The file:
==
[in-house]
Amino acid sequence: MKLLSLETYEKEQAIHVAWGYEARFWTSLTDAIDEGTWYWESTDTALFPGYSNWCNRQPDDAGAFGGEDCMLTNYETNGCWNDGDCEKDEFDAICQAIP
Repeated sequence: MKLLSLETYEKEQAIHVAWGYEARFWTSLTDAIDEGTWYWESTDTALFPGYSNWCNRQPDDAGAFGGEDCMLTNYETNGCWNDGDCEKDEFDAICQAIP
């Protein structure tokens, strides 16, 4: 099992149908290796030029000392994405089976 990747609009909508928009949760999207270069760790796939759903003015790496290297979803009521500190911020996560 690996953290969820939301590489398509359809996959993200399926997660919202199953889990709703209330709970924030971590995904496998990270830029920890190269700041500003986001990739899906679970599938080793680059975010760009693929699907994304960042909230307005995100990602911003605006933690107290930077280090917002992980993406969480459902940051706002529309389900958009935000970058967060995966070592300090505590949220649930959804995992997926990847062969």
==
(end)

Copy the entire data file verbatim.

[in-house]
Amino acid sequence: MKLLSLETYEKEQAIHVAWGYEARFWTSLTDAIDEGTWYWESTDTALFPGYSNWCNRQPDDAGAFGGEDCMLTNYETNGCWNDGDCEKDEFDAICQAIP
Repeated sequence: MKLLSLETYEKEQAIHVAWGYEARFWTSLTDAIDEGTWYWESTDTALFPGYSNWCNRQPDDAGAFGGEDCMLTNYETNGCWNDGDCEKDEFDAICQAIP
């Protein structure tokens, strides 16, 4: 099992149908290796030029000392994405089976 990747609009909508928009949760999207270069760790796939759903003015790496290297979803009521500190911020996560 690996953290969820939301590489398509359809996959993200399926997660919202199953889990709703209330709970924030971590995904496998990270830029920890190269700041500003986001990739899906679970599938080793680059975010760009693929699907994304960042909230307005995100990602911003605006933690107290930077280090917002992980993406969480459902940051706002529309389900958009935000970058967060995966070592300090505590949220649930959804995992997926990847062969």